In partnership with Britten Sinfonia, young composers from Norfolk and from Britten Sinfonia Academy Composer Hub took part in a creative workshop and received expert mentoring and guidance from professional musicians, as part of Britten Sinfonia’s Young OPUS2018 programme.
The workshop, which took place at Anteros Arts Foundation in Norwich on Saturday 12 January 2019, was led by Sir James MacMillan, one of today’s most successful composers and international conductor. To prepare, each young composer was asked to write a string quartet of up to 5 minutes in length. The brief asked for pieces to take inspiration from any folk music tradition that interested the composer and suggested using a starting point of a melody, a harmonic idea, a sonic texture, a particular rhythmic trait, or anything else from the chosen folk music style that captured their imagination.
The finished pieces were played by string players from Britten Sinfonia during the workshop and the young composers each received constructive feedback and advice on their work in an encouraging environment. There was a variety of styles displayed, from traditional English, Scottish and Irish folk sounds to a Japanese folk song, to film music and more contemporary styles. The string quartet was able to offer guidance on performance and instrument techniques, such as bowing and articulation, harmonics, comfortable tempos and key signatures for strings; an extremely valuable insight for young composers, several of whom had never written for strings before. Sir James also spoke about ways to develop compositions and explore new directions and inspirations for new pieces, such as setting limitations within musical parameters to exercise focus in the composition process.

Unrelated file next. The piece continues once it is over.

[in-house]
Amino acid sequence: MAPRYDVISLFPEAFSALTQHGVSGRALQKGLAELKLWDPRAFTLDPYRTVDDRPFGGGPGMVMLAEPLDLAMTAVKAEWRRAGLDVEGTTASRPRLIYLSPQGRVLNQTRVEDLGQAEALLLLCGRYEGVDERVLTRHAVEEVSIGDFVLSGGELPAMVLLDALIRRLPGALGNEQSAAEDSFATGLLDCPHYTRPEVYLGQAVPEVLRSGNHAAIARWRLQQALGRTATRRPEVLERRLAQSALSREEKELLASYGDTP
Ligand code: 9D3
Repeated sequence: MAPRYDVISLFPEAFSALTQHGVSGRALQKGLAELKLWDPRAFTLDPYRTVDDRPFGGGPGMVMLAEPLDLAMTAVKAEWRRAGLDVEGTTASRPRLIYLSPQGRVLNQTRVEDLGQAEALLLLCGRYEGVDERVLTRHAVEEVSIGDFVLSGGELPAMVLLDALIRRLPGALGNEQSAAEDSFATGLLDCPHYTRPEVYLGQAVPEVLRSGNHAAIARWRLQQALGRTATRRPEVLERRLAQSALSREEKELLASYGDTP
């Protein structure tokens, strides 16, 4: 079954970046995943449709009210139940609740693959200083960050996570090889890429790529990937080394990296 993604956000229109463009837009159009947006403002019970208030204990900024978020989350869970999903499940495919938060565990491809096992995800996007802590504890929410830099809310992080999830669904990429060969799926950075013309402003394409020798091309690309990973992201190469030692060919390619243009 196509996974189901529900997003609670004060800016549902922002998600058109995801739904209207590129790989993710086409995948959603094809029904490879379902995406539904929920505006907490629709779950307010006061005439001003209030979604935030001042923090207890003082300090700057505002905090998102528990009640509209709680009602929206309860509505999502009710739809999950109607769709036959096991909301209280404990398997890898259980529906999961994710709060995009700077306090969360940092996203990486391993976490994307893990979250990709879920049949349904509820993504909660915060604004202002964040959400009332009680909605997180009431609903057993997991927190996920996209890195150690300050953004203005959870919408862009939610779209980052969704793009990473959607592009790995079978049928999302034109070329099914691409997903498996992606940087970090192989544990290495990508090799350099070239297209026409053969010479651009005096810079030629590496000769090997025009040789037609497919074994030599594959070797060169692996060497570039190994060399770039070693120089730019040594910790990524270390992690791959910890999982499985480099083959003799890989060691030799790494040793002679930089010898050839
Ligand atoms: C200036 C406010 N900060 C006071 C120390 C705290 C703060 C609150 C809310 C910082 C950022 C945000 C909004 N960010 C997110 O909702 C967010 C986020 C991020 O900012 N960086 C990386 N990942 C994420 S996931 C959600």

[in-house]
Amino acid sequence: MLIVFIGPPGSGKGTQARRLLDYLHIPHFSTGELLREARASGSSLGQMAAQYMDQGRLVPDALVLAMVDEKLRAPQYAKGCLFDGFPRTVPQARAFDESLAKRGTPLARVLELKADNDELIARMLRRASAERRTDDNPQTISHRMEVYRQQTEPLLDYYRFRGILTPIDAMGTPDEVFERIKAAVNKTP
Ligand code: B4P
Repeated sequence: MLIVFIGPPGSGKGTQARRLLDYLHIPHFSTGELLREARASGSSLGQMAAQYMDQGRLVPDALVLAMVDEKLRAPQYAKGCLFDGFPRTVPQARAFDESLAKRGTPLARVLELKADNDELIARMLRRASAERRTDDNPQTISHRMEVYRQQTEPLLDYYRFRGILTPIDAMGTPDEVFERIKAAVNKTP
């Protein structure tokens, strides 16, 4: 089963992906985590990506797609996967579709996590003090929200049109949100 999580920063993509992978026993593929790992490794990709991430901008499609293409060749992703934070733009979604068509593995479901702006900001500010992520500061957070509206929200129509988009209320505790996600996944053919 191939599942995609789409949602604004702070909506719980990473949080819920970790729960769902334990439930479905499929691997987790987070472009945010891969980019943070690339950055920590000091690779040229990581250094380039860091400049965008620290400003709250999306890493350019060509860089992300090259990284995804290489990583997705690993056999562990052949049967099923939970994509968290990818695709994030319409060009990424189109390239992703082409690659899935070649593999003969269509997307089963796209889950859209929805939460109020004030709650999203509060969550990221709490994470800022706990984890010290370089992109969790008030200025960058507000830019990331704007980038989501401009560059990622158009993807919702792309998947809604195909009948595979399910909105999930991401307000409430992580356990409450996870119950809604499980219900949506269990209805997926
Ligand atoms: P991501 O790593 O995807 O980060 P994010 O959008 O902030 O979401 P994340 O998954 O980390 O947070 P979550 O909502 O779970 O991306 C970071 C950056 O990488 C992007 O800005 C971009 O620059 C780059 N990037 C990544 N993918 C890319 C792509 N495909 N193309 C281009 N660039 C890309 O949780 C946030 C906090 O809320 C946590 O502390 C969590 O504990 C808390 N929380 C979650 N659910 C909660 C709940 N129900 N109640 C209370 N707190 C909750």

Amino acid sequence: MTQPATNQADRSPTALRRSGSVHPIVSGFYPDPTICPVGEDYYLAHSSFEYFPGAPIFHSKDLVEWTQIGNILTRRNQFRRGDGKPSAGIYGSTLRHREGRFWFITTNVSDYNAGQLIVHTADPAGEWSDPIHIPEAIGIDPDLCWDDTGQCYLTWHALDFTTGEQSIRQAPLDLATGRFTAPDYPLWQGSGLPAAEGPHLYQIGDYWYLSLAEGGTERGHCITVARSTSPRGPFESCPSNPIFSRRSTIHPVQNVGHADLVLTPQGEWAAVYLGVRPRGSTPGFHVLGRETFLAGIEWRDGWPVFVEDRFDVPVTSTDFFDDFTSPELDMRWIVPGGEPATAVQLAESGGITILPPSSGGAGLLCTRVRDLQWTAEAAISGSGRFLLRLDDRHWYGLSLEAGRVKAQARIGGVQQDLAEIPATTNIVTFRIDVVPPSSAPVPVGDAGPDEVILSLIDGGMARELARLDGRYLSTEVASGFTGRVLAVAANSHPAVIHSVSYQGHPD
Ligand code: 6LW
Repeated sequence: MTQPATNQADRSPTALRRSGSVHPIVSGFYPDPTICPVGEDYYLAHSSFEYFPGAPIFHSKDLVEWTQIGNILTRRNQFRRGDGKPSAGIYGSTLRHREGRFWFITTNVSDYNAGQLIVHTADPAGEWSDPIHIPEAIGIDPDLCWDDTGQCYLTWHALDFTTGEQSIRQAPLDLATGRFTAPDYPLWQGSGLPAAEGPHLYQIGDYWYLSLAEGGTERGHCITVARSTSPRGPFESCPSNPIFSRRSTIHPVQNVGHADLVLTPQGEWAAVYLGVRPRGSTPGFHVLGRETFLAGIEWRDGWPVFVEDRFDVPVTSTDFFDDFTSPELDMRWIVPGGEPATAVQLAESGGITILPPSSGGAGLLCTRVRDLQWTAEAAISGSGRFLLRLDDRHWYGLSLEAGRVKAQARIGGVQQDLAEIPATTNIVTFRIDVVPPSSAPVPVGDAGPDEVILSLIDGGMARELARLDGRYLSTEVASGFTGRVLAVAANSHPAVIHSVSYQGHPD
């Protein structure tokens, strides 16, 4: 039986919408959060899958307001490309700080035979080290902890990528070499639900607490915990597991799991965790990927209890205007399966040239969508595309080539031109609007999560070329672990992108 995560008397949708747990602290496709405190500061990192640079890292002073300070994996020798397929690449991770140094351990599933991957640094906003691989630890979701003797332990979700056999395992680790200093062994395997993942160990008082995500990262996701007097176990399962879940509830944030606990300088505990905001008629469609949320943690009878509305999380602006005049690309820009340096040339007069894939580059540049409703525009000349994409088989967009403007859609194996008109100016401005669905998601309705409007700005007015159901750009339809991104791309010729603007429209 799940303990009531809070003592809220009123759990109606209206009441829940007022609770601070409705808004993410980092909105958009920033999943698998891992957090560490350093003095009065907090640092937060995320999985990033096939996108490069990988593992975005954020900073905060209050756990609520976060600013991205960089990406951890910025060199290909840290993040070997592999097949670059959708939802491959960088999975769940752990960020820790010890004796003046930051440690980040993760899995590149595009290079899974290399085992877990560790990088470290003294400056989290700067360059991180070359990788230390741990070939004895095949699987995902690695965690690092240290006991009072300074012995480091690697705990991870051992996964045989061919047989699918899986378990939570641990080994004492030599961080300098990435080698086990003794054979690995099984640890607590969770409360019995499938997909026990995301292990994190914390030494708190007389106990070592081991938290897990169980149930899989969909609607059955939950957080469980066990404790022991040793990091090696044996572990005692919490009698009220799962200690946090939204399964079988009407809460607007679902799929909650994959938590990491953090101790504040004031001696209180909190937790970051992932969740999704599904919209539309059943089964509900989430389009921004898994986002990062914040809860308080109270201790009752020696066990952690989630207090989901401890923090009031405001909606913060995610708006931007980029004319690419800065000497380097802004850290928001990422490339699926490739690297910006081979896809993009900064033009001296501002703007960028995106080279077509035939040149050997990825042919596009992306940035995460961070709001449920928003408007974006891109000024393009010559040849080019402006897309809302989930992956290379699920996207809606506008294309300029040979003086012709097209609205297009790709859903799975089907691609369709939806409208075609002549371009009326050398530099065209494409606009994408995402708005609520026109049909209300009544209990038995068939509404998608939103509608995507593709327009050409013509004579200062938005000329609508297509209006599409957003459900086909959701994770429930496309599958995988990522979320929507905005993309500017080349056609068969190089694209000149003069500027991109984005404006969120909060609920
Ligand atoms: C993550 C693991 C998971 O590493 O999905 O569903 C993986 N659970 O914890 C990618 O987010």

Sir James MacMillan’s own music is influenced by his Scottish heritage and has a close connection with Celtic folk music. He said of the young composers’ work: “There’s been a wide spectrum of music heard today. The young composers have worked very hard and they’ve all worked to the brief very well. They’ve all done it in very different ways but they’re all composers at different stages in development. I think in many ways it’s been very helpful for them, to hear their music, to have it discussed, to share their ideas with people. They’ll remember this, and if they go on into a life of music it will be regarded I think as something that was very useful for them.”
Emily Crook, one of the composers who took part, said: “It was nice to hear my piece with actual feeling. The character was brought out a lot more and I really enjoyed listening to that because it was a bit plain on the computer. It was really enjoyable and it’s really cool to listen to everyone else’s to see how they did it. All of the pieces are very different and I think I’d like to write for string quartet again.”
Edmund Finnis, Britten Sinfonia Academy Composer Hub Mentor, said: “It’s good for these teenagers to know that they’re not isolated, and they can gain a lot from hearing other compositions.”
The composers from Norfolk, who are also taught composition with David Stowell at Norfolk Centre for Young Musicians, were: